With Olympic traffic set to swamp Utah in 24 days, police and public safety personnel from surrounding states met Monday with Utah Olympic Public Safety officials to discuss how they can help man the flood gates.
Discussion among the representatives from Wyoming, Colorado, Idaho, Nevada and Arizona orbited around two connected but conflicting obligations: one, to facilitate the flow of unprecedented traffic, and two, to monitor that traffic with unprecedented scrutiny.
To accomplish the task, local and visiting police personnel worked to coordinate their efforts by deciding which traffic tributaries to focus their attention on and also by attempting to streamline the avenues of intelligence.
"Were trying to create an information base," said Earl Morris, deputy commissioner of the Utah Department of Public Safety.
The process involves teaching public-safety officers from neighboring states what to be suspicious of and how to contact the conglomeration of intelligence agencies, including the FBI, the Secret Service and Interpol, which will be based in Salt Lake City during the Games, Morris said.
The idea is to usher visitors to Utah without delay and, at the same time, detect suspicious activity before it crosses into the state.
This interstate traffic patrol is complicated by the fact that no one seems to know exactly how much traffic to expect, or, exactly, from which direction to expect it. Though Morris says he anticipates a "good share" coming from the west, he says "we won't know until Feb. 8th."
The logistics are further complicated by the Federal Aviation Administration's decision that all noncommercial aircraft heading for Salt Lake City during the Olympics must be screened at airports outside of Utah. The aircraft screening will involve searching both the passengers and the interior of their planes, Morris said.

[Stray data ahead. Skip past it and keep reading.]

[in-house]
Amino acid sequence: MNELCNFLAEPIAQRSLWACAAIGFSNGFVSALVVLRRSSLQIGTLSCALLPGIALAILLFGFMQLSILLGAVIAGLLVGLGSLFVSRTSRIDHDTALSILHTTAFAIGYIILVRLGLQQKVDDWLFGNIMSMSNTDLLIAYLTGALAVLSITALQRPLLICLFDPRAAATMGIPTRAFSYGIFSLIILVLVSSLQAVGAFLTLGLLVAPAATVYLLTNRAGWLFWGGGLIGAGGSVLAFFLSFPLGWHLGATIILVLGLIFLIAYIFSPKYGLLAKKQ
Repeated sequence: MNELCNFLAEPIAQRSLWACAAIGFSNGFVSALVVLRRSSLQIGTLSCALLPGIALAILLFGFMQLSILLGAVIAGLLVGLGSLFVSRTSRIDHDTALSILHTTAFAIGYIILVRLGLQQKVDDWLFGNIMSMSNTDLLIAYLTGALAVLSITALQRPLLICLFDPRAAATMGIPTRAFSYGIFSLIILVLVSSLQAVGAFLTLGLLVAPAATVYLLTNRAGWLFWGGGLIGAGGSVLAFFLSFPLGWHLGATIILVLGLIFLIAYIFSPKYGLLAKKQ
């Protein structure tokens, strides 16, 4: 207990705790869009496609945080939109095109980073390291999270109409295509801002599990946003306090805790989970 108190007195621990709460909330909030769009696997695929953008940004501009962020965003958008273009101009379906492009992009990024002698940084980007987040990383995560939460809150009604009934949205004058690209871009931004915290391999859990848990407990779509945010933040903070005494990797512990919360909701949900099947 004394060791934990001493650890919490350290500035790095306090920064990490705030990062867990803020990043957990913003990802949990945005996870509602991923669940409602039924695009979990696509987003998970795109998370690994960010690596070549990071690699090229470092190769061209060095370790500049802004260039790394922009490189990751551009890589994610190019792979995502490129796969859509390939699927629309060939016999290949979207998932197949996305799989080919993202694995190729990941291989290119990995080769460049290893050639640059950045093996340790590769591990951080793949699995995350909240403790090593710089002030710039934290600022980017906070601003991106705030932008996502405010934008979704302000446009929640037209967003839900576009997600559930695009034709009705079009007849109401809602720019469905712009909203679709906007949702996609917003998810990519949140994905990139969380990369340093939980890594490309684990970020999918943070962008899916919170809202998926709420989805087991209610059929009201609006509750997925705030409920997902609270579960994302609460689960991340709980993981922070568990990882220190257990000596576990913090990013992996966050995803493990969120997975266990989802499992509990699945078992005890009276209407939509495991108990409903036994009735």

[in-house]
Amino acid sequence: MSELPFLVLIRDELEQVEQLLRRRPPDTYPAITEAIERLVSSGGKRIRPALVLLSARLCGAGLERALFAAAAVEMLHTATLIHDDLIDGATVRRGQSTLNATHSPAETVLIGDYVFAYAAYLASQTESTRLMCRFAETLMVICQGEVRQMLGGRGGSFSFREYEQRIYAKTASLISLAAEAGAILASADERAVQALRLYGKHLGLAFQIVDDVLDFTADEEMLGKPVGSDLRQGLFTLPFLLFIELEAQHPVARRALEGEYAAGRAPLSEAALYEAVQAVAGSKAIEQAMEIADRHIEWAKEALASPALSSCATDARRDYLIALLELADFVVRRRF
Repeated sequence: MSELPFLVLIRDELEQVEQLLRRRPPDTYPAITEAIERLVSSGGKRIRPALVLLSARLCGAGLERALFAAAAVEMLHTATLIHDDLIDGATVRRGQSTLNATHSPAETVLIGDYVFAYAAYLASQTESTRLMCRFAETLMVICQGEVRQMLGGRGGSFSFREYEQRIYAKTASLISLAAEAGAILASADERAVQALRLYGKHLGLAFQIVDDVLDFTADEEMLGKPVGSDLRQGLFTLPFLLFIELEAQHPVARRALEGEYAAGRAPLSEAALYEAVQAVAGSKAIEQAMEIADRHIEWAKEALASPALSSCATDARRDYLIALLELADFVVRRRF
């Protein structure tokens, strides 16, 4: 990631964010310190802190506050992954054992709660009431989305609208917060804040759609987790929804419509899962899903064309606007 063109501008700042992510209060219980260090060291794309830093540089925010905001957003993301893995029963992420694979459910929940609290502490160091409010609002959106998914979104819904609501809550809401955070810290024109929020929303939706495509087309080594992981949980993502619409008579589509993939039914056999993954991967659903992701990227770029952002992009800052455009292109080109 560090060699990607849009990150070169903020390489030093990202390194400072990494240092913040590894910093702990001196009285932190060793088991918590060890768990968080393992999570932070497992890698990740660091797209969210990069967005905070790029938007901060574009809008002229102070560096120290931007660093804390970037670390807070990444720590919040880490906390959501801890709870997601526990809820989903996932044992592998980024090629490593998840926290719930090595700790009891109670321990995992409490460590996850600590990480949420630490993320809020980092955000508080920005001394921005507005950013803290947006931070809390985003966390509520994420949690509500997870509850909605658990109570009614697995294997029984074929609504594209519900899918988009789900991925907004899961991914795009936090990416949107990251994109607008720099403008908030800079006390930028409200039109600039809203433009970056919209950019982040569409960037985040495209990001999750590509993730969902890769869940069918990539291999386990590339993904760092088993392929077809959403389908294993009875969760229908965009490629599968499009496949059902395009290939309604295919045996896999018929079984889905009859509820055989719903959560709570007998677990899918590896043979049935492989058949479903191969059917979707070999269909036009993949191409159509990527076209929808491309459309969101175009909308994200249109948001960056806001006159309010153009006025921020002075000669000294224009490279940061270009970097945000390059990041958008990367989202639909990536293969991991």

The screening process will require the neighboring states' police officers to focus much of their attention on the small and mid-size cities that will serve as screening sites for the private airplanes. Among those cities are Colorado Springs, Colo.; Grand Junction, Colo., and Boise.
Despite the magnitude of the task the state officials seem to be looking forward to the challenge.
"We want to do anything we can to provide assistance to Utah," said Michael King, district commander for the Colorado State Patrol.
One city that will likely be a major source of Olympic traffic is Evanston, Wyo. Due to predicted traffic jams in Parleys Canyon between Salt Lake City and Olympic venues in Summit and Wasatch counties, many Olympic-goers may choose Evanston as a home during the Games.
Wyoming attorney general Hoke MacMillan predicted "it will be a quicker trip from Evanston to Park City than from Salt Lake to Park City."
To accommodate the Olympic attendees, he said the stretch of I-80 from Evanston to Park City will be heavily patrolled by police eager to help the Utah Highway Patrol keep traffic flow constant.
Legendary retired speedskater Johann Olav Koss, of Norway, also attended Monday's meeting.
He told the public safety officers that the Olympic athletes he has spoken to are not afraid to come to the Games. Koss said he was "very, very impressed," by the security measures taken at these Games and said he expects the athletes will feel safe here in Utah.